• Fundraise for Brake by running a fun event or holding a collection. Find out more about fundraising.
  • Get trained to run workshops to engage people in your local communities. Brake is running a series of low-cost courses throughout the year on effective engagement of young people, which emergency services can take advantage of, and receive free quality resources. See www.2young2die.org.uk/training.

REGISTER NOW! Register at www.roadsafetyweek.org.uk/communities to get a free e-action pack. Plus, stay in touch by following @BrakeCharity and tweet about the Week using #roadsafetyweek

Julie Townsend, Brake deputy chiefexecutive, says: "Road safety is a critical issue for all families and communities, and we're calling on parents and community leaders to play their part in making their area safer. Road Safety Week is a perfect opportunity to take action on local road safety issues, by campaigning, raising awareness and making a difference – especially in relation to protecting the most vulnerable road users, like children. Our theme this year is 'look out for each other', calling on everyone to be considerate on roads, but especially calling on drivers to slow down and take care to protect people on foot and bike. Parents and community groups can help get this vital message out, and make a big difference to their local community.

"Log on to the Road Safety Week website for ideas and inspiration, and to register for a free e-action pack to help you take part."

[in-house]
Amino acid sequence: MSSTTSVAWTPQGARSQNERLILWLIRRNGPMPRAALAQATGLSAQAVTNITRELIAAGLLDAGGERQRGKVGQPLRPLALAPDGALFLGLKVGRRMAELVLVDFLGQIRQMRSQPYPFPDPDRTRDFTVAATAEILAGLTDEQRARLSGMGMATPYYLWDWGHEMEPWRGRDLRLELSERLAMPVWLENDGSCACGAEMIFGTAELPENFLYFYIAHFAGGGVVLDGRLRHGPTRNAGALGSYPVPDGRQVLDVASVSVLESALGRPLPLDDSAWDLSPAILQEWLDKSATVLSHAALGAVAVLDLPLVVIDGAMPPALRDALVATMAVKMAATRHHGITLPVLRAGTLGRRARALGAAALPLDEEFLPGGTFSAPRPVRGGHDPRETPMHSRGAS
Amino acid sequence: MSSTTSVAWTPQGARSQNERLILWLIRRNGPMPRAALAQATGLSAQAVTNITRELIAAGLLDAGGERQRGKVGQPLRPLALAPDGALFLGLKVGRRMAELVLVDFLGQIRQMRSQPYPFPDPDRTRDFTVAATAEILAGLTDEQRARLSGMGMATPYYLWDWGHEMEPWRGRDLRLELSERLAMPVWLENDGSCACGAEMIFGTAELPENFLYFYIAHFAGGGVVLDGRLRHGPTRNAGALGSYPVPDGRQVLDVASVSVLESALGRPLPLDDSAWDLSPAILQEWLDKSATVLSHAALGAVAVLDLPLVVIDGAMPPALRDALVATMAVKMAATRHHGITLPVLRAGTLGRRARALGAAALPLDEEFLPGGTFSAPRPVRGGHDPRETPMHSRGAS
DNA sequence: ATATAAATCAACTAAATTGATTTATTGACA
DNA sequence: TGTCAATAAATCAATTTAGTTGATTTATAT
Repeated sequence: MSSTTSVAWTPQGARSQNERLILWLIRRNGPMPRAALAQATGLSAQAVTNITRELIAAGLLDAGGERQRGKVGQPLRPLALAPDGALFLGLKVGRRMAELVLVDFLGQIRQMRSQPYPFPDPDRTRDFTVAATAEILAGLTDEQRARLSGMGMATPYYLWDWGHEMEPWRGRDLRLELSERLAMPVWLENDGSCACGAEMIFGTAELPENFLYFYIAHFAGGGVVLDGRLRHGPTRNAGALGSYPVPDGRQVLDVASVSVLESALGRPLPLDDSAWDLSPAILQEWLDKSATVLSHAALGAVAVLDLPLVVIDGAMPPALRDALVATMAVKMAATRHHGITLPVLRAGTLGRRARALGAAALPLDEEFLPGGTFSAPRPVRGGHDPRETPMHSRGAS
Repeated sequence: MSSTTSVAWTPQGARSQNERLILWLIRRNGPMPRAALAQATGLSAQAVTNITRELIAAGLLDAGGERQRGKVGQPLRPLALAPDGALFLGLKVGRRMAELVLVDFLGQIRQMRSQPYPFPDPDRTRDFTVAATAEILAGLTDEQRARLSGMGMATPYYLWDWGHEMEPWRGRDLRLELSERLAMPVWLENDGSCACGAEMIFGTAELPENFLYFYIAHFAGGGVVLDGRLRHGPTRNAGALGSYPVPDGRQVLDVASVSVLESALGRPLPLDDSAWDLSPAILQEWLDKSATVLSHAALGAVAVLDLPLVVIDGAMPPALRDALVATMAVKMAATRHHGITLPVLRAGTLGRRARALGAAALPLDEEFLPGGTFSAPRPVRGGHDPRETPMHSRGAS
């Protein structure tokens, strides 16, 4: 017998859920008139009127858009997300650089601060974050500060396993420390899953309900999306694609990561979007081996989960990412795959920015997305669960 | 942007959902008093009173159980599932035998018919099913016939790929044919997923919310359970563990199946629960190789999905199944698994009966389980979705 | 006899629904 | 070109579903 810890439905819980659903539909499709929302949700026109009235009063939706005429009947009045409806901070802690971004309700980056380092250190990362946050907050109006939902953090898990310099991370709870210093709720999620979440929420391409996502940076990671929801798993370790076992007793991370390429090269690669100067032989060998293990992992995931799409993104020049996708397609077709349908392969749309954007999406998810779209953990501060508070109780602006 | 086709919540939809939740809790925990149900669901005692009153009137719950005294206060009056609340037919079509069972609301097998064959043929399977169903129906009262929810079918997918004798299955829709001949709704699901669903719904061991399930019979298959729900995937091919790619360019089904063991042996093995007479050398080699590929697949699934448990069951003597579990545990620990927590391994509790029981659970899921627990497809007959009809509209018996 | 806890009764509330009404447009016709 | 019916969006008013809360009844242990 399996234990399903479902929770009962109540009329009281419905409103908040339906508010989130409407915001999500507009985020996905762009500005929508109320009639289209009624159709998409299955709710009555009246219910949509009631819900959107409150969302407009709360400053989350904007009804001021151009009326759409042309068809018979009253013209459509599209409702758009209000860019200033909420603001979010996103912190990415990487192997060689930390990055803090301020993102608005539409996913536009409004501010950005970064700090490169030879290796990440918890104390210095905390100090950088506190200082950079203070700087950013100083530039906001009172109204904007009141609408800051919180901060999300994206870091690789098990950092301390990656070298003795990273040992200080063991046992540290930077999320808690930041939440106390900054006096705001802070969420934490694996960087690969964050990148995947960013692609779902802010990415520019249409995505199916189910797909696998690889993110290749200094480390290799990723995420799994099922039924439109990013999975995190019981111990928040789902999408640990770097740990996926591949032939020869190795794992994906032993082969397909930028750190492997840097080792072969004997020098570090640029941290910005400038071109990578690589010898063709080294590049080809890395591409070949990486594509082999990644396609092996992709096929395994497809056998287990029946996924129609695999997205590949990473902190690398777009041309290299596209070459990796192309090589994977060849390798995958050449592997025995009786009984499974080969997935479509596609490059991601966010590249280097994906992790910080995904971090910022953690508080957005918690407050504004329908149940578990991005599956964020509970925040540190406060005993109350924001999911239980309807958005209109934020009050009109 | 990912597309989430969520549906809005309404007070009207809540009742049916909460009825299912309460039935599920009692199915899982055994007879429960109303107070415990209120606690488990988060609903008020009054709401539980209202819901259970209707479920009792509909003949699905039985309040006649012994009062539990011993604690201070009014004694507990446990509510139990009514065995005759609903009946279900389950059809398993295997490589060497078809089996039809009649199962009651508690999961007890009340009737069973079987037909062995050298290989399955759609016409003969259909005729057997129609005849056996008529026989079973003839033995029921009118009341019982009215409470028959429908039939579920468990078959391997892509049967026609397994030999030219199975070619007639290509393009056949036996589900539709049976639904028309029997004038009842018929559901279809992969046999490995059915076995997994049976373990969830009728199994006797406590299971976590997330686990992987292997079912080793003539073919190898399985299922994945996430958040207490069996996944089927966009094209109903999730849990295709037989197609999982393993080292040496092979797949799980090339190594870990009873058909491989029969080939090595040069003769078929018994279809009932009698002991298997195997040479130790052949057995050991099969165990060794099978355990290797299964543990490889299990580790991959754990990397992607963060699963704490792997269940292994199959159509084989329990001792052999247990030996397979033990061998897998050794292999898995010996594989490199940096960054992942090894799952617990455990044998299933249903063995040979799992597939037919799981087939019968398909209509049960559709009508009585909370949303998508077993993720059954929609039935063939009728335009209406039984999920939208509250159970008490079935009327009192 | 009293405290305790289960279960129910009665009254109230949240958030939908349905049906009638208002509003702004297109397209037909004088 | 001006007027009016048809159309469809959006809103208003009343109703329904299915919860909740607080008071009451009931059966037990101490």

How families and community groups got involved in 2013:

Exeter City Football Club backed Brake's 'tune in to road safety' message. Pictured right is first team manager Paul Tisdale giving the thumbs down to Director of Football Steve Perryman to highlight the importance of not using mobiles at the wheel. Watch Manager, Mickey Turner from Devon and Somerset Fire & Rescue Service and Police Constable Nick Taylor from Devon & Cornwall Constabulary have spent considerable time educating the young players within Exeter City FC on the dangers of this practice. They were supported by local driving instructor Paul Whittaker who supports the cause and reinforces the message with all of his students.

Helen Andrews from Redditch raised funds to buy a giant road safety banner urging drivers to slow down and keep their full attention on the road, in memory of her brother Nick who was tragically killed in a crash in February 2005. The banner was displayed throughout the week on the A435 Birmingham Road and Helen has also continued to raise funds for Brake with the support of family and friends.